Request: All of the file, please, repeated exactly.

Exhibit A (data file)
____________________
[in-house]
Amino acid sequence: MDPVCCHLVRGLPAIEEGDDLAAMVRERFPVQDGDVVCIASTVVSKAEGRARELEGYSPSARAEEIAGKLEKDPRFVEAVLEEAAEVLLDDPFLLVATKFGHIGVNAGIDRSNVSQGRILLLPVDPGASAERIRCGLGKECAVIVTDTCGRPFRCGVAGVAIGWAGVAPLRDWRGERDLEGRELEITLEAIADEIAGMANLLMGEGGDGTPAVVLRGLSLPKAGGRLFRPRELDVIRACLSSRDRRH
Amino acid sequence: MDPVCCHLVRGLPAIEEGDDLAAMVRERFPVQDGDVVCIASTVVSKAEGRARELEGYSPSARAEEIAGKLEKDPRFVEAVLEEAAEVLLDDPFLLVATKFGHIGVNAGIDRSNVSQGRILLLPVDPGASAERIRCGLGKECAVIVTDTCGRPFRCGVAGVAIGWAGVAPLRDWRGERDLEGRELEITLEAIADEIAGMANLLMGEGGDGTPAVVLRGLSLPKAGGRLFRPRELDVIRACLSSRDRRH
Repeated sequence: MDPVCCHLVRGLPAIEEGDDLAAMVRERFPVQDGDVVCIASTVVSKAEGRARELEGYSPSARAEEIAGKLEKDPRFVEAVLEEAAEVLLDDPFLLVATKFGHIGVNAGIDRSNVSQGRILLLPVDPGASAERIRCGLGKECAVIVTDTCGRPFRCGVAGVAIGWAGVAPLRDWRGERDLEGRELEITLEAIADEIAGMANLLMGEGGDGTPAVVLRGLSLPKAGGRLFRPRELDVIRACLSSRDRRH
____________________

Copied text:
[in-house]
Amino acid sequence: MDPVCCHLVRGLPAIEEGDDLAAMVRERFPVQDGDVVCIASTVVSKAEGRARELEGYSPSARAEEIAGKLEKDPRFVEAVLEEAAEVLLDDPFLLVATKFGHIGVNAGIDRSNVSQGRILLLPVDPGASAERIRCGLGKECAVIVTDTCGRPFRCGVAGVAIGWAGVAPLRDWRGERDLEGRELEITLEAIADEIAGMANLLMGEGGDGTPAVVLRGLSLPKAGGRLFRPRELDVIRACLSSRDRRH
Amino acid sequence: MDPVCCHLVRGLPAIEEGDDLAAMVRERFPVQDGDVVCIASTVVSKAEGRARELEGYSPSARAEEIAGKLEKDPRFVEAVLEEAAEVLLDDPFLLVATKFGHIGVNAGIDRSNVSQGRILLLPVDPGASAERIRCGLGKECAVIVTDTCGRPFRCGVAGVAIGWAGVAPLRDWRGERDLEGRELEITLEAIADEIAGMANLLMGEGGDGTPAVVLRGLSLPKAGGRLFRPRELDVIRACLSSRDRRH
Repeated sequence: MDPVCCHLVRGLPAIEEGDDLAAMVRERFPVQDGDVVCIASTVVSKAEGRARELEGYSPSARAEEIAGKLEKDPRFVEAVLEEAAEVLLDDPFLLVATKFGHIGVNAGIDRSNVSQGRILLLPVDPGASAERIRCGLGKECAVIVTDTCGRPFRCGVAGVAIGWAGVAPLRDWRGERDLEGRELEITLEAIADEIAGMANLLMGEGGDGTPAVVLRGLSLPKAGGRLFRPRELDVIRACLSSRDRRH